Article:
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Red Solo what? France bans plastic cups. (Photo Illustration by Emily Crooks / The Signpost)

Imagine it: an entire generation that doesn’t understand what the song “Red Solo Cup” is about. Okay, maybe that statement is a little dramatic, but with some of the efforts in sustainable energy and waste reduction, this could really be our future.

That future begins with the new law France passed this week. Earlier this week they announced a ban on all plastic plates, cups and cutlery, which will go into effect in January 2020.

This is just a small part of France’s efforts to become a greener country. In July of this year, the country implemented a ban on all disposable plastic bags and will follow up in January 2017 with a ban on having plastic in fruit and vegetable departments.

The ban on plastic cups and plates also includes a requirement that all disposable plates and cups be 50 percent biologically sourced, with that percentage rising to 60 percent by 2025. This allows the option of individuals composting them at home, which should cut waste significantly and help France reach their goal of reducing waste by 50 percent before 2025.

France isn’t the only one banning plastic. San Francisco also banned disposable plastic bags in 2007, and in almost all grocery chains across the United States, there is some sort of incentive to use reusable grocery bags.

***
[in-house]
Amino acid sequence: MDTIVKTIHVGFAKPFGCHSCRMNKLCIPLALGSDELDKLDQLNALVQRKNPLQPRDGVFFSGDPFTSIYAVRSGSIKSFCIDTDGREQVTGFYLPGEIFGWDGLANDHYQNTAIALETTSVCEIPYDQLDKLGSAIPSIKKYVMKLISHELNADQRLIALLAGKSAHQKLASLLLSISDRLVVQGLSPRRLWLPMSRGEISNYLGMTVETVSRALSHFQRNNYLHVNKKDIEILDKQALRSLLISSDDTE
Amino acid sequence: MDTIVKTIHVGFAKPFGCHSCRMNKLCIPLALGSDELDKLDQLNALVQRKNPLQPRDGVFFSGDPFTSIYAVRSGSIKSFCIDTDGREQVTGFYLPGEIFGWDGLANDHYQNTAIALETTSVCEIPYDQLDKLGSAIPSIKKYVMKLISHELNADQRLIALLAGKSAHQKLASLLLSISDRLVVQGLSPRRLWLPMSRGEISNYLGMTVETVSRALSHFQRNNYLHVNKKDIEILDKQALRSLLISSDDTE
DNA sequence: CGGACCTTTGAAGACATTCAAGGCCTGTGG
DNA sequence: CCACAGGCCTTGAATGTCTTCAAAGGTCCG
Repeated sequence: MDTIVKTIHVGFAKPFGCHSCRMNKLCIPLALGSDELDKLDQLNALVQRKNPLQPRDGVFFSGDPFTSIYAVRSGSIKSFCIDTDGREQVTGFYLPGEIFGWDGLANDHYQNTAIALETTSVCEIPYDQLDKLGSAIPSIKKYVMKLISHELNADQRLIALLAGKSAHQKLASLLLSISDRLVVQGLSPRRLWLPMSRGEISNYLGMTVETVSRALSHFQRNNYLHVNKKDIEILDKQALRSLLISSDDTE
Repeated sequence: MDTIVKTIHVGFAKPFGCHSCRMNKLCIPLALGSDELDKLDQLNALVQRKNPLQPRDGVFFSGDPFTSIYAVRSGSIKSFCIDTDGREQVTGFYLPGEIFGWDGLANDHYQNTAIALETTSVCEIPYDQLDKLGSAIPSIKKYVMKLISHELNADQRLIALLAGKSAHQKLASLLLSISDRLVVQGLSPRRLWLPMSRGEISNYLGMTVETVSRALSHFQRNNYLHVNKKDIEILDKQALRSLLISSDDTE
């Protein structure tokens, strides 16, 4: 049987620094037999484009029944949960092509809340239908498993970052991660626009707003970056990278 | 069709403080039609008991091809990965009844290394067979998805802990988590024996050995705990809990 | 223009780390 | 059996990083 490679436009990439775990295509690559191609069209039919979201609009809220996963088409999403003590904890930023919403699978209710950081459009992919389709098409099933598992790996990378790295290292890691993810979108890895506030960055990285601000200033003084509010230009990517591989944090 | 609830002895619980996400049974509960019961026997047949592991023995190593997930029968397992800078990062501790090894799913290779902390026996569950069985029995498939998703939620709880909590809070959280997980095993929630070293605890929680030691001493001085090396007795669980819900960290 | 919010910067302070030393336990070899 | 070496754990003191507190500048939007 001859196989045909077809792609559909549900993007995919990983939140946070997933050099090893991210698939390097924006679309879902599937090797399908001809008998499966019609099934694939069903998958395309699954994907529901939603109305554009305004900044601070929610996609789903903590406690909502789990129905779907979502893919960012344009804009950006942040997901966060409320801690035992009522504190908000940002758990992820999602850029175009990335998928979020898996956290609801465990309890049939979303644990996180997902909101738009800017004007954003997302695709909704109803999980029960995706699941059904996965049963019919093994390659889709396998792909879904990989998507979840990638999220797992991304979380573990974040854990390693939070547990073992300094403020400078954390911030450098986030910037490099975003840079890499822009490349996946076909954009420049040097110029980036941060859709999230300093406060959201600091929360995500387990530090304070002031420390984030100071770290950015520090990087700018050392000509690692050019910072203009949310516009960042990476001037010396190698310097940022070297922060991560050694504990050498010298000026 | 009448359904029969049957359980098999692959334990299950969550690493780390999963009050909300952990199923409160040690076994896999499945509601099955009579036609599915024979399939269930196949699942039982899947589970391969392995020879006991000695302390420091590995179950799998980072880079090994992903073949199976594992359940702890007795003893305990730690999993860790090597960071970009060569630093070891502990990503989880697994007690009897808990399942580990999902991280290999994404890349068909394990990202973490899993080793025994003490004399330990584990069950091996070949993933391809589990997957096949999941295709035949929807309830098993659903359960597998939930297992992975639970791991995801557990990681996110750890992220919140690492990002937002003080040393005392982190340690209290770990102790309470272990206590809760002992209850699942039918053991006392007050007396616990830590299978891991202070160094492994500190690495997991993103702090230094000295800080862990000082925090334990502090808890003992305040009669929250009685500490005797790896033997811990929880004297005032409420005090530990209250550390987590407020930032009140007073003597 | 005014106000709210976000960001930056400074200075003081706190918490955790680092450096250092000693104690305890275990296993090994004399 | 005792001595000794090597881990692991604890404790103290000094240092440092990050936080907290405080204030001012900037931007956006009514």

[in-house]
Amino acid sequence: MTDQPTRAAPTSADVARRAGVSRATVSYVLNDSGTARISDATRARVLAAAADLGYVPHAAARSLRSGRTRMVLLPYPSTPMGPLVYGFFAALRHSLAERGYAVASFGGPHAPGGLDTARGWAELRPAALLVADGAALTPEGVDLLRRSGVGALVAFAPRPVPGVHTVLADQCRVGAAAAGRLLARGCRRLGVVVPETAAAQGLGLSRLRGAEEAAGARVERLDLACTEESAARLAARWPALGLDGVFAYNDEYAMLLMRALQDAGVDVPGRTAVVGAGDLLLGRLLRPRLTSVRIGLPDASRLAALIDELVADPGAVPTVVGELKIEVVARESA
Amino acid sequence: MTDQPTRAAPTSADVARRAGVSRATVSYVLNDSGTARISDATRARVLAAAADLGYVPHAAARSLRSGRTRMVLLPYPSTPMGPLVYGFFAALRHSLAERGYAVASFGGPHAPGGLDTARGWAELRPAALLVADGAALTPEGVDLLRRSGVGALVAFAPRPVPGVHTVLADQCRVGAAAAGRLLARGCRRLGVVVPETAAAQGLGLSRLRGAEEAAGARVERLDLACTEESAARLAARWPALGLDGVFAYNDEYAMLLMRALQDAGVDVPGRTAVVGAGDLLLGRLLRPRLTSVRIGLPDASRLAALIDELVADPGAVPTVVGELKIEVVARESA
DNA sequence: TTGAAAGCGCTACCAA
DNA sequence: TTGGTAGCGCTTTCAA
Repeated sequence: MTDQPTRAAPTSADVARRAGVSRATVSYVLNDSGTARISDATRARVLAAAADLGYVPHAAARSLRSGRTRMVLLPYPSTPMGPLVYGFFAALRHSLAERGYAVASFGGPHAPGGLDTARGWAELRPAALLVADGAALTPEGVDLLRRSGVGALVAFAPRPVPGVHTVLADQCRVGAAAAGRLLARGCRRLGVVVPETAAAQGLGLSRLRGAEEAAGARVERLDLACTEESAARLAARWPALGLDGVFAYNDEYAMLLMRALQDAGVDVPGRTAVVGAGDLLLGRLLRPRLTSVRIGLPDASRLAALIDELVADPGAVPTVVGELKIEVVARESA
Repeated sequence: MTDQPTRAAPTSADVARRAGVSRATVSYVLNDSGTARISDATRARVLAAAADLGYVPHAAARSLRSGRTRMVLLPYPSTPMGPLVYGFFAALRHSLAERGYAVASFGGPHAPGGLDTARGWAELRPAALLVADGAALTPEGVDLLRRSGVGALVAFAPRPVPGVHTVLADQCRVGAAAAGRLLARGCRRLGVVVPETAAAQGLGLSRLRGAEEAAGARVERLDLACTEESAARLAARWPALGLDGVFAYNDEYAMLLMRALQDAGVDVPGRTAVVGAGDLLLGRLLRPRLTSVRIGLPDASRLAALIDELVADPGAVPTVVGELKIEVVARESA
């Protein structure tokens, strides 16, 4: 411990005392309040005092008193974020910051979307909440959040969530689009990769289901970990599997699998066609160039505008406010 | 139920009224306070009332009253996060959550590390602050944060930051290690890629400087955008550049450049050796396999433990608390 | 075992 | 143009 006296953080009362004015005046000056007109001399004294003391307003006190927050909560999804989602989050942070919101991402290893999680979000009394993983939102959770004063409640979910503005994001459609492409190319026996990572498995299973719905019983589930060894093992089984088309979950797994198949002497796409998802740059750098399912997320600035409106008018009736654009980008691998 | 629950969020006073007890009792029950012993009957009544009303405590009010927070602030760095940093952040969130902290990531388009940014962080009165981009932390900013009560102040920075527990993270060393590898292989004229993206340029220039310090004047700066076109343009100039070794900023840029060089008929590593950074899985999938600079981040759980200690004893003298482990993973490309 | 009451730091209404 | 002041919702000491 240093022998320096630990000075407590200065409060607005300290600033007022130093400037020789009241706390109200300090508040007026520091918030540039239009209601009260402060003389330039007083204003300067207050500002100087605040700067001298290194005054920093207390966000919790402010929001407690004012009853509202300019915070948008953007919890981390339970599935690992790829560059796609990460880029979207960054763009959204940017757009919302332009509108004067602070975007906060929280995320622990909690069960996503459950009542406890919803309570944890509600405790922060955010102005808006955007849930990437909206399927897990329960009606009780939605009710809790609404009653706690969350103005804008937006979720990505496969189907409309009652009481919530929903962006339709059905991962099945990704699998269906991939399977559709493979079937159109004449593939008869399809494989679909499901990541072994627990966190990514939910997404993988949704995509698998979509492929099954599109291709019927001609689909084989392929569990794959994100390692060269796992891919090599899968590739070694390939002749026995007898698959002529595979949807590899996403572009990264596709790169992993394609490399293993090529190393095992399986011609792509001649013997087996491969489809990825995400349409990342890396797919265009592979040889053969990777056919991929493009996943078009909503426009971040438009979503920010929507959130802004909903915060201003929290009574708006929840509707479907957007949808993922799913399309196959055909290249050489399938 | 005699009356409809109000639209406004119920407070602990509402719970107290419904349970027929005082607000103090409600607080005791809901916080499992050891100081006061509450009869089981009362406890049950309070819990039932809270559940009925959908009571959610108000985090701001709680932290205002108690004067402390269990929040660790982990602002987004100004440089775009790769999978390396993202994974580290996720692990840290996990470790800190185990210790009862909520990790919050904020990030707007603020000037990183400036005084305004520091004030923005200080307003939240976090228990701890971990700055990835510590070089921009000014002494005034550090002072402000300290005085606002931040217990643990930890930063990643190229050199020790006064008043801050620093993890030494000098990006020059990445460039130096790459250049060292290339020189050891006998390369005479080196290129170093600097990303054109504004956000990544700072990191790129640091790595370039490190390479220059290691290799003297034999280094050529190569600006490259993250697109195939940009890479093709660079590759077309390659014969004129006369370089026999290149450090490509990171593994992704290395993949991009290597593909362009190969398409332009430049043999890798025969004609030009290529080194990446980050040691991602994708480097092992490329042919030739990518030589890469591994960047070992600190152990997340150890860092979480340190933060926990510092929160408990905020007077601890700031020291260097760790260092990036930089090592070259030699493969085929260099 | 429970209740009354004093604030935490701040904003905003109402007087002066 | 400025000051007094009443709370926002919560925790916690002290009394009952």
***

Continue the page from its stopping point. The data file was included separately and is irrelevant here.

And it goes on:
Environmental awareness in all shapes and forms is becoming a huge deal around the world.

Even Weber State tries to “think green” and has been honored as a leader of efficiency by the Utah Association of Energy Usage. The main motivation for France has been its goal to become the world’s example of environmental solutions.

In October 2015, the Ministry of Ecology, Sustainable Development and Energy released the “Energy Transition for Green Growth Act” that outlined the steps France plans to take to become more green.

According to the act, all of these changes are part of an effort to create a “Circular Economy” that will reduce waste “from product design to recycling.” This act breaks down each goal into actions that can be completed by individuals, local authorities and businesses to tackle climate change as a united country.

Already, France has met opposition with this new law. Pack2Go Europe, an organization based out of Brussels who is representing packaging manufacturers across the continent, has voiced their concerns with forcing this law on the country and the effects it could have on Europe as a whole.

The secretary general, Eamonn Bates, said in an interview with Associated Press that the new law is “infringing European law.”

He is encouraging the European Commission to take legal action against France for this new law and ended by saying “If they don’t, we will.”

It is unclear at this time if any actions against this new law will be taken, but some dramatic changes will be coming France’s way as coffee machines and restaurants stop handing out all-plastic cups, plates and utensils.

Will red solo cups become as outdated as parachute pants, phones with cords and floppy disks? We will have to wait and see.

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